You might opt for the all-I intro because you want to give your readers credit for knowing a lot about the relevant scholarly conversation rather than rehearsing points you believe they are already familiar with.
Another honorable justification, but one that often has the unfortunate effect of suggesting that you are actually not familiar with what other scholars have said.
At the same time, this possible objection helps clarify the situations in which it makes sense to employ the bold-pronouncement strategy: those in which readers of the journal will immediately recognize the striking quality of the thesis, the ways it seeks to take the scholarly conversation in a substantially new direction.
Why might authors go for just the hook or just the I?
That’s understandably so: not only is a lot riding on an essay’s introduction, but it also needs to accomplish multiple rhetorical tasks efficiently.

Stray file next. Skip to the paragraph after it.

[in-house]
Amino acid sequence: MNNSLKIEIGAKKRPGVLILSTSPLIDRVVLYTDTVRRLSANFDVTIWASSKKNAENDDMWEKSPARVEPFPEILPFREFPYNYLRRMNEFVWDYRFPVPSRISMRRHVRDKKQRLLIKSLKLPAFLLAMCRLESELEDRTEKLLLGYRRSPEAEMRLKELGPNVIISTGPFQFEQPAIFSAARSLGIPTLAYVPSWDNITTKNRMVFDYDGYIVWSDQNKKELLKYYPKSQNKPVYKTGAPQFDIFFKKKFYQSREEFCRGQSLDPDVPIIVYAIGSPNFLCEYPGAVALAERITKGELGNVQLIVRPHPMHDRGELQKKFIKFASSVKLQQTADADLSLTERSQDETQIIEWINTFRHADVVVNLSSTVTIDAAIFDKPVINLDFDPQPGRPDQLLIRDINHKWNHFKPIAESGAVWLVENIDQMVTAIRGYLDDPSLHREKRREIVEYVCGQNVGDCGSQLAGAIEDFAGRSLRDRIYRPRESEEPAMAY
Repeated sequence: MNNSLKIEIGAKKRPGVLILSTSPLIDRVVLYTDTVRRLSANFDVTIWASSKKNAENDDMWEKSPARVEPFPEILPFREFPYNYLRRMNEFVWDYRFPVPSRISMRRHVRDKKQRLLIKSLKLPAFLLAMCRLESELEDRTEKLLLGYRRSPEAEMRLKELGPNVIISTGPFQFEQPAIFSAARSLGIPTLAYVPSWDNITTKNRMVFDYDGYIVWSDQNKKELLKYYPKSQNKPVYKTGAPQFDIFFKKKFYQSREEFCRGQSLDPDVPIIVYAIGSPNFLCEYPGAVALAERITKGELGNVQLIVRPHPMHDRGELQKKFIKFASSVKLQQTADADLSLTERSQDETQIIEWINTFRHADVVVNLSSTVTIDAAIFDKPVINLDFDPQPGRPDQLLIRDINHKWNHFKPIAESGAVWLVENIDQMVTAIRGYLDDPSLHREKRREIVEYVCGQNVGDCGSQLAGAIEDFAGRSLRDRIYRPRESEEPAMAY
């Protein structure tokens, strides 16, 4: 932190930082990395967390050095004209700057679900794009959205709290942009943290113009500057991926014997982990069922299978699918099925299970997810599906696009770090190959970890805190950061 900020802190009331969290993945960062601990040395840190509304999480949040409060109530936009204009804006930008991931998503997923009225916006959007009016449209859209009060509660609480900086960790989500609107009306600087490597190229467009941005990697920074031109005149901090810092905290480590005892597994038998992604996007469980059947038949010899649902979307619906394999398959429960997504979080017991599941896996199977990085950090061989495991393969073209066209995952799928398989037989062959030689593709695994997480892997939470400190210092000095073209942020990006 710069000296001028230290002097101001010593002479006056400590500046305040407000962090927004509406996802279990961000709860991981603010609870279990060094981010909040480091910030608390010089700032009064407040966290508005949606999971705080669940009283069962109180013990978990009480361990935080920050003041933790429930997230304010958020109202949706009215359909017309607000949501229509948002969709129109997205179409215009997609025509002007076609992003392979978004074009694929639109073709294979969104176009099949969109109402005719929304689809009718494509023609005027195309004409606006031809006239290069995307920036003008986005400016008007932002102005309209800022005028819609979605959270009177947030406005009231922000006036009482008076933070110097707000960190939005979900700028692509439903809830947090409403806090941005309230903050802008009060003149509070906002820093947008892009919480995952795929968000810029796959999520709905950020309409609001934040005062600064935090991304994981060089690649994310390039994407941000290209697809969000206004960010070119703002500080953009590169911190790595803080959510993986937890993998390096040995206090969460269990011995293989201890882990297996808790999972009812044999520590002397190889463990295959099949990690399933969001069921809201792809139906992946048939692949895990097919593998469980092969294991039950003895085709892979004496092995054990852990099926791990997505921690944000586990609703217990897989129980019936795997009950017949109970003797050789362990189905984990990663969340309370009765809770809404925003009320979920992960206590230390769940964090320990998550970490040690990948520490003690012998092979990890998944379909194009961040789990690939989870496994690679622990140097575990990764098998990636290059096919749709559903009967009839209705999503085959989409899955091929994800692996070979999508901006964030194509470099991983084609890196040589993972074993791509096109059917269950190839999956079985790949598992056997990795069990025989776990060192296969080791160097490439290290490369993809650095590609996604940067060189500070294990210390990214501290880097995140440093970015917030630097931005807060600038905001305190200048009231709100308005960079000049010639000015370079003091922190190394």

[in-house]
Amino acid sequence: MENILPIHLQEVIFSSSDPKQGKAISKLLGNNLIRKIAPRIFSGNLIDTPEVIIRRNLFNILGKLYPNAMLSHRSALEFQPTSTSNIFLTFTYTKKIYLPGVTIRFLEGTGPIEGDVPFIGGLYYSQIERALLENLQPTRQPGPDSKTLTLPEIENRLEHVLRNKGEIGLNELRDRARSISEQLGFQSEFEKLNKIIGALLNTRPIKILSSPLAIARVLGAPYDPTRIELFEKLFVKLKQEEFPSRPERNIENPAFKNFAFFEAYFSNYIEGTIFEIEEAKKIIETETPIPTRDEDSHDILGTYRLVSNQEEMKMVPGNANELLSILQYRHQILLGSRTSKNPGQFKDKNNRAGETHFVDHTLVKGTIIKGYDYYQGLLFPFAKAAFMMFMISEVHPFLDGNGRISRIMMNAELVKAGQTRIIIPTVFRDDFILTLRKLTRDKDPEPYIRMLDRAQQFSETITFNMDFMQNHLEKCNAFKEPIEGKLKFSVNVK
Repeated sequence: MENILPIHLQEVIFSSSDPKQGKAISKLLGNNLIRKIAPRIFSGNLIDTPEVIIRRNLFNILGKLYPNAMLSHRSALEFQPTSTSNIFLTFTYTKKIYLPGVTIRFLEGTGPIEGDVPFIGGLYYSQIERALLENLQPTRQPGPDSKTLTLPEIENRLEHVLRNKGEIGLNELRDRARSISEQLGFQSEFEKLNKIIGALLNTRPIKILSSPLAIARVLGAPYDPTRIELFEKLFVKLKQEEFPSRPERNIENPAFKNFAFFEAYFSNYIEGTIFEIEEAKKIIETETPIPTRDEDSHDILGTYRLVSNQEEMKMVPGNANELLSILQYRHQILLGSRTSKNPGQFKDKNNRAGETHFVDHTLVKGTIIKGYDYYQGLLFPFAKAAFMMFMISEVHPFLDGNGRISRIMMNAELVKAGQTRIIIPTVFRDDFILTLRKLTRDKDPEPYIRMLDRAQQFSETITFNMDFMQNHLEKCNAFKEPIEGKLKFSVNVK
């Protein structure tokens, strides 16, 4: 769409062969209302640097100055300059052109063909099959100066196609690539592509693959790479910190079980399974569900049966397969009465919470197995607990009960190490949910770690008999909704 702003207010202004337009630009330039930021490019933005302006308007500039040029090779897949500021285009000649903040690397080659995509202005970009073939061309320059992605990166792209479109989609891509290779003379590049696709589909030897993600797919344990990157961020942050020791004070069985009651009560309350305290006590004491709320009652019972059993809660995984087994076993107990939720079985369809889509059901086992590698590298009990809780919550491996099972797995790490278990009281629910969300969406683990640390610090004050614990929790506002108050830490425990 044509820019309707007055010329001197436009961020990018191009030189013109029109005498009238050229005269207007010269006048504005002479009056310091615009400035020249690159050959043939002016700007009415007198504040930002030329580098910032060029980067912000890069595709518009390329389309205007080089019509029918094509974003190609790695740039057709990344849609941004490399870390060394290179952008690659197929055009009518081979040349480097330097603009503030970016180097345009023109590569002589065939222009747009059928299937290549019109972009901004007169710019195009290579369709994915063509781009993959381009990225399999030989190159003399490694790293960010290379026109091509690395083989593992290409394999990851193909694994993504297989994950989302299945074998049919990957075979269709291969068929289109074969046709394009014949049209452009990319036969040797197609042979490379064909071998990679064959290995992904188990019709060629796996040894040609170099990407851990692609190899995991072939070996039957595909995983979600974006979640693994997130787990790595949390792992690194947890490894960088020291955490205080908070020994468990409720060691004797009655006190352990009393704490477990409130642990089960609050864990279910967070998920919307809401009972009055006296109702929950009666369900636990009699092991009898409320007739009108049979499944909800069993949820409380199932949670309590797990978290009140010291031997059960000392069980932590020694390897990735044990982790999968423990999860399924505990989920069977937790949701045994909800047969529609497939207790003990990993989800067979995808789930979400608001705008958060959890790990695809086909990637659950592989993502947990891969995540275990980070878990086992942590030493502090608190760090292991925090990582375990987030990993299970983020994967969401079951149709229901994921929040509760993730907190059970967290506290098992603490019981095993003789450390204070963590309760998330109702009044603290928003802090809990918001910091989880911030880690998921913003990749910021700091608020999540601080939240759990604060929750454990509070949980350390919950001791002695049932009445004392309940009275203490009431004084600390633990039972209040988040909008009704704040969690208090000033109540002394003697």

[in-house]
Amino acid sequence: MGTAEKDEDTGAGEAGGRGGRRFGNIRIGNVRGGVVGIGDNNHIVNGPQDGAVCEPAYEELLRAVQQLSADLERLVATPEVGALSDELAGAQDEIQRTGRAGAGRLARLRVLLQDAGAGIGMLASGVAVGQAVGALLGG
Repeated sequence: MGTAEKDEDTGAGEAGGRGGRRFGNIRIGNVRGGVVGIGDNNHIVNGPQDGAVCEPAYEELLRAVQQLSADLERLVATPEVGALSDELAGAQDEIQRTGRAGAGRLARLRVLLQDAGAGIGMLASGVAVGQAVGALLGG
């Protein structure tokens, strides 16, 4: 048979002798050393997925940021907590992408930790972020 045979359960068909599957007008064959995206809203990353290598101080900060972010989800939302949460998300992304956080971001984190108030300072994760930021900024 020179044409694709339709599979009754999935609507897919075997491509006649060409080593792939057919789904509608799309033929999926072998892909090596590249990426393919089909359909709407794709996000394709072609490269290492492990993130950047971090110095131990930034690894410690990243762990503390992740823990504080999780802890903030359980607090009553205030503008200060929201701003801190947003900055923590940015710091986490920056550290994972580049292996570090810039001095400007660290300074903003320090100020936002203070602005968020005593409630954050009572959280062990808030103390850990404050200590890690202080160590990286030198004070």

And while everyone knows the general purpose of the introduction -- to state the essay's thesis -- many people have trouble determining how best to get to that statement. First, there are many effective strategies for building up to that statement.We also want to note that using the hook and an I approach is ultimately less a matter of sheer quantity -- X number of sentences or paragraphs to others, and Y number to your ideas -- than of argumentative quality.Good introductions do not just repeat what other scholars have said; they analyze it and find an opening in it for their contribution.The “all hook and no I” introduction has paragraph upon paragraph (or even page upon page) describing how other scholars have viewed the issue the article addresses with little indication of how the author’s thesis fits into this conversation.Conversely, “the no hook and all I” introduction immediately launches into the author’s argument without establishing the current scholarly conversation that makes it meaningful.The tease comes with the hook, the construction of the opening for your argument, and ends with the full expression of the I, the articulation of your thesis statement or statements. We have all heard the advice that one should write the introduction last.But as with most rhetorical matters, one size does not fit all.Consequences This approach to introductions has ripple effects on the larger activity of writing an effective essay. We often find that authors use their first paragraphs for their abstracts.We do not recommend this tactic, because, as we have discussed in a related article, introductions and abstracts have different purposes.Examples are Gerald Graff’s “Why How We Read Trumps What We Read” and John Hardwig’s “The Role of Trust in Knowledge.” The Bold Pronouncement Strategy.You announce an especially arresting thesis in your opening sentence or sentences.